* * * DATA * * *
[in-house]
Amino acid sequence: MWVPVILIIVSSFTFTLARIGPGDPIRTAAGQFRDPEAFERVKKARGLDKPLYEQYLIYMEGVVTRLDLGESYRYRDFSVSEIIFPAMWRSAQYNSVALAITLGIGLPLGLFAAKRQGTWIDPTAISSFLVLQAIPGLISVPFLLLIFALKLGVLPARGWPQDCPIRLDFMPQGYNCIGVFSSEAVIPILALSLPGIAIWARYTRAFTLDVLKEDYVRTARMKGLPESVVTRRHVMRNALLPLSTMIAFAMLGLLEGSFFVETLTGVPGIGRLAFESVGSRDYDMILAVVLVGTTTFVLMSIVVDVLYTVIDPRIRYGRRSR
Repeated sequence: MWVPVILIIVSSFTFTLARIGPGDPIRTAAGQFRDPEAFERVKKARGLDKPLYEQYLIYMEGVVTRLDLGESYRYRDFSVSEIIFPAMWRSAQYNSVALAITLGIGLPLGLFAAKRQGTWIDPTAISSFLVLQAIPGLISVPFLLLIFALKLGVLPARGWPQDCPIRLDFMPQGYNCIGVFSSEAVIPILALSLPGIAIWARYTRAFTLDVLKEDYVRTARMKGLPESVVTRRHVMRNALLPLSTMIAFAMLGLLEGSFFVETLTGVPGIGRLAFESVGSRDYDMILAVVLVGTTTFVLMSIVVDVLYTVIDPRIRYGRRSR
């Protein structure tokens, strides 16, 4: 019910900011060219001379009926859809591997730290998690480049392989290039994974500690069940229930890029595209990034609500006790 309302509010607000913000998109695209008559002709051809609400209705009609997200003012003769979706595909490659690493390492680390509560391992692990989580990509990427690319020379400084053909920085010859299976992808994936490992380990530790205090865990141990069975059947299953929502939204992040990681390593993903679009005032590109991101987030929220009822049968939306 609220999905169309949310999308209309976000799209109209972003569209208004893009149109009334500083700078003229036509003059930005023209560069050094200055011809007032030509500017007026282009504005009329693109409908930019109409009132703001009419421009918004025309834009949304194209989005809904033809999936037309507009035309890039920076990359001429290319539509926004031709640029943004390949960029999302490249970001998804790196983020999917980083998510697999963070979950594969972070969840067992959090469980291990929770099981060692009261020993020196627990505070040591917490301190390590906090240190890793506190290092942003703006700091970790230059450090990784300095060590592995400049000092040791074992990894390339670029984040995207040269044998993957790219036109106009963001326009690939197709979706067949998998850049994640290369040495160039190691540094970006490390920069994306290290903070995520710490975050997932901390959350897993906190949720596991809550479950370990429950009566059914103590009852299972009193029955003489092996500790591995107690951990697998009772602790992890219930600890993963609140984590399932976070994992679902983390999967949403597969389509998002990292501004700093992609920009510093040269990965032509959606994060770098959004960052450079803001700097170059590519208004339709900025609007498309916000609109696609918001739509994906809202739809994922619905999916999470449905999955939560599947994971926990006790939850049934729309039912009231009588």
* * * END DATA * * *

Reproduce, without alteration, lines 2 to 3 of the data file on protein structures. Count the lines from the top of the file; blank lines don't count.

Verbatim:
Amino acid sequence: MWVPVILIIVSSFTFTLARIGPGDPIRTAAGQFRDPEAFERVKKARGLDKPLYEQYLIYMEGVVTRLDLGESYRYRDFSVSEIIFPAMWRSAQYNSVALAITLGIGLPLGLFAAKRQGTWIDPTAISSFLVLQAIPGLISVPFLLLIFALKLGVLPARGWPQDCPIRLDFMPQGYNCIGVFSSEAVIPILALSLPGIAIWARYTRAFTLDVLKEDYVRTARMKGLPESVVTRRHVMRNALLPLSTMIAFAMLGLLEGSFFVETLTGVPGIGRLAFESVGSRDYDMILAVVLVGTTTFVLMSIVVDVLYTVIDPRIRYGRRSR
Repeated sequence: MWVPVILIIVSSFTFTLARIGPGDPIRTAAGQFRDPEAFERVKKARGLDKPLYEQYLIYMEGVVTRLDLGESYRYRDFSVSEIIFPAMWRSAQYNSVALAITLGIGLPLGLFAAKRQGTWIDPTAISSFLVLQAIPGLISVPFLLLIFALKLGVLPARGWPQDCPIRLDFMPQGYNCIGVFSSEAVIPILALSLPGIAIWARYTRAFTLDVLKEDYVRTARMKGLPESVVTRRHVMRNALLPLSTMIAFAMLGLLEGSFFVETLTGVPGIGRLAFESVGSRDYDMILAVVLVGTTTFVLMSIVVDVLYTVIDPRIRYGRRSR